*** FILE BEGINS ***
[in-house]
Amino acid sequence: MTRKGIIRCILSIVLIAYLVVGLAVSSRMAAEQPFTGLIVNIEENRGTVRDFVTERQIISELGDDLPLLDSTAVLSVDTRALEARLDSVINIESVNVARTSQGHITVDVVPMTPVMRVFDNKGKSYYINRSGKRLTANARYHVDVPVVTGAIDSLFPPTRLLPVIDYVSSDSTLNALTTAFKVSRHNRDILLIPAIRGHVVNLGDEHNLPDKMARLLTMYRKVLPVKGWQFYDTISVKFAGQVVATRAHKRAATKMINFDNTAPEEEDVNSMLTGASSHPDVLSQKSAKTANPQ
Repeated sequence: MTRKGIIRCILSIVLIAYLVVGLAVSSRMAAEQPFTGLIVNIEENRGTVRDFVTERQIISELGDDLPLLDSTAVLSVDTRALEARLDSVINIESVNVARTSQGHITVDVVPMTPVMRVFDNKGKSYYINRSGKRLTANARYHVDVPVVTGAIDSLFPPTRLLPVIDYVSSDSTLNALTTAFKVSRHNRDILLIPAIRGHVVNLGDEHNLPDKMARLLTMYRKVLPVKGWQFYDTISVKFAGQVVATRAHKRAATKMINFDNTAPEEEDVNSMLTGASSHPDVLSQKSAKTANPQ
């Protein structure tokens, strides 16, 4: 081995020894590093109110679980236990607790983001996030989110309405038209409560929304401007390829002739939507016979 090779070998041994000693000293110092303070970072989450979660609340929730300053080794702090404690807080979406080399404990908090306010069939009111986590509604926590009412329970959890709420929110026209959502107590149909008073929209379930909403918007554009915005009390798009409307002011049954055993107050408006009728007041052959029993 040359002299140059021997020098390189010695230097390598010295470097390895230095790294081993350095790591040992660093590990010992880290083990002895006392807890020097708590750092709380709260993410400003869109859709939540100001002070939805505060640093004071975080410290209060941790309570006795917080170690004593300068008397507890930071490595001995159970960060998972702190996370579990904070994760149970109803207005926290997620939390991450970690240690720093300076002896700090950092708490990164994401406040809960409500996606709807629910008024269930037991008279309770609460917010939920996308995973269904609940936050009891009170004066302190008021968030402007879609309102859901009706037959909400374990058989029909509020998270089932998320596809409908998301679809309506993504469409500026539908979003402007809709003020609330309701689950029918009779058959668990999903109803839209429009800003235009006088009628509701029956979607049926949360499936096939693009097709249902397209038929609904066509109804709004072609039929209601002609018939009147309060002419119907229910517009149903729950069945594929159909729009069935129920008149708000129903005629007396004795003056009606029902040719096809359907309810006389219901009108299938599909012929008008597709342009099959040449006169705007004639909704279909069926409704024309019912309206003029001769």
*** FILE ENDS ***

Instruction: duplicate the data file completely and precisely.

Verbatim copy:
[in-house]
Amino acid sequence: MTRKGIIRCILSIVLIAYLVVGLAVSSRMAAEQPFTGLIVNIEENRGTVRDFVTERQIISELGDDLPLLDSTAVLSVDTRALEARLDSVINIESVNVARTSQGHITVDVVPMTPVMRVFDNKGKSYYINRSGKRLTANARYHVDVPVVTGAIDSLFPPTRLLPVIDYVSSDSTLNALTTAFKVSRHNRDILLIPAIRGHVVNLGDEHNLPDKMARLLTMYRKVLPVKGWQFYDTISVKFAGQVVATRAHKRAATKMINFDNTAPEEEDVNSMLTGASSHPDVLSQKSAKTANPQ
Repeated sequence: MTRKGIIRCILSIVLIAYLVVGLAVSSRMAAEQPFTGLIVNIEENRGTVRDFVTERQIISELGDDLPLLDSTAVLSVDTRALEARLDSVINIESVNVARTSQGHITVDVVPMTPVMRVFDNKGKSYYINRSGKRLTANARYHVDVPVVTGAIDSLFPPTRLLPVIDYVSSDSTLNALTTAFKVSRHNRDILLIPAIRGHVVNLGDEHNLPDKMARLLTMYRKVLPVKGWQFYDTISVKFAGQVVATRAHKRAATKMINFDNTAPEEEDVNSMLTGASSHPDVLSQKSAKTANPQ
């Protein structure tokens, strides 16, 4: 081995020894590093109110679980236990607790983001996030989110309405038209409560929304401007390829002739939507016979 090779070998041994000693000293110092303070970072989450979660609340929730300053080794702090404690807080979406080399404990908090306010069939009111986590509604926590009412329970959890709420929110026209959502107590149909008073929209379930909403918007554009915005009390798009409307002011049954055993107050408006009728007041052959029993 040359002299140059021997020098390189010695230097390598010295470097390895230095790294081993350095790591040992660093590990010992880290083990002895006392807890020097708590750092709380709260993410400003869109859709939540100001002070939805505060640093004071975080410290209060941790309570006795917080170690004593300068008397507890930071490595001995159970960060998972702190996370579990904070994760149970109803207005926290997620939390991450970690240690720093300076002896700090950092708490990164994401406040809960409500996606709807629910008024269930037991008279309770609460917010939920996308995973269904609940936050009891009170004066302190008021968030402007879609309102859901009706037959909400374990058989029909509020998270089932998320596809409908998301679809309506993504469409500026539908979003402007809709003020609330309701689950029918009779058959668990999903109803839209429009800003235009006088009628509701029956979607049926949360499936096939693009097709249902397209038929609904066509109804709004072609039929209601002609018939009147309060002419119907229910517009149903729950069945594929159909729009069935129920008149708000129903005629007396004795003056009606029902040719096809359907309810006389219901009108299938599909012929008008597709342009099959040449006169705007004639909704279909069926409704024309019912309206003029001769």